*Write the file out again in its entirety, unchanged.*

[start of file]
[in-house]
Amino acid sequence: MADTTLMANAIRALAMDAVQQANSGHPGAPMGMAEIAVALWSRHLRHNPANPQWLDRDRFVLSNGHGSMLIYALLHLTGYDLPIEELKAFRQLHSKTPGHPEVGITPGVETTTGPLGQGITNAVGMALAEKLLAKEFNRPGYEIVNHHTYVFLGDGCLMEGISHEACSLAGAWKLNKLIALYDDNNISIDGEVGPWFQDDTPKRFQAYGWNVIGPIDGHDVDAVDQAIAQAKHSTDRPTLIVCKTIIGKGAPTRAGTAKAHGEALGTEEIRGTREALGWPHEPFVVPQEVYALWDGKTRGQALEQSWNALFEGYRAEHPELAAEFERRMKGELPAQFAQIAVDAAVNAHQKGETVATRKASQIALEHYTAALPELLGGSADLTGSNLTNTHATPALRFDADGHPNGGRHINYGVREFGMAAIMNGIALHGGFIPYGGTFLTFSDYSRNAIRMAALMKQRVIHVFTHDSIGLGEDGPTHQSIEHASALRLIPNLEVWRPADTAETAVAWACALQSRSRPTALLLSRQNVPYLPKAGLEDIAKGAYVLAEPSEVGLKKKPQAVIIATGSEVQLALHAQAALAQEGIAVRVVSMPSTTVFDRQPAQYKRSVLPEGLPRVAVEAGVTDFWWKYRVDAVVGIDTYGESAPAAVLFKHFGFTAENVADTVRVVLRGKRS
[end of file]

[in-house]
Amino acid sequence: MADTTLMANAIRALAMDAVQQANSGHPGAPMGMAEIAVALWSRHLRHNPANPQWLDRDRFVLSNGHGSMLIYALLHLTGYDLPIEELKAFRQLHSKTPGHPEVGITPGVETTTGPLGQGITNAVGMALAEKLLAKEFNRPGYEIVNHHTYVFLGDGCLMEGISHEACSLAGAWKLNKLIALYDDNNISIDGEVGPWFQDDTPKRFQAYGWNVIGPIDGHDVDAVDQAIAQAKHSTDRPTLIVCKTIIGKGAPTRAGTAKAHGEALGTEEIRGTREALGWPHEPFVVPQEVYALWDGKTRGQALEQSWNALFEGYRAEHPELAAEFERRMKGELPAQFAQIAVDAAVNAHQKGETVATRKASQIALEHYTAALPELLGGSADLTGSNLTNTHATPALRFDADGHPNGGRHINYGVREFGMAAIMNGIALHGGFIPYGGTFLTFSDYSRNAIRMAALMKQRVIHVFTHDSIGLGEDGPTHQSIEHASALRLIPNLEVWRPADTAETAVAWACALQSRSRPTALLLSRQNVPYLPKAGLEDIAKGAYVLAEPSEVGLKKKPQAVIIATGSEVQLALHAQAALAQEGIAVRVVSMPSTTVFDRQPAQYKRSVLPEGLPRVAVEAGVTDFWWKYRVDAVVGIDTYGESAPAAVLFKHFGFTAENVADTVRVVLRGKRS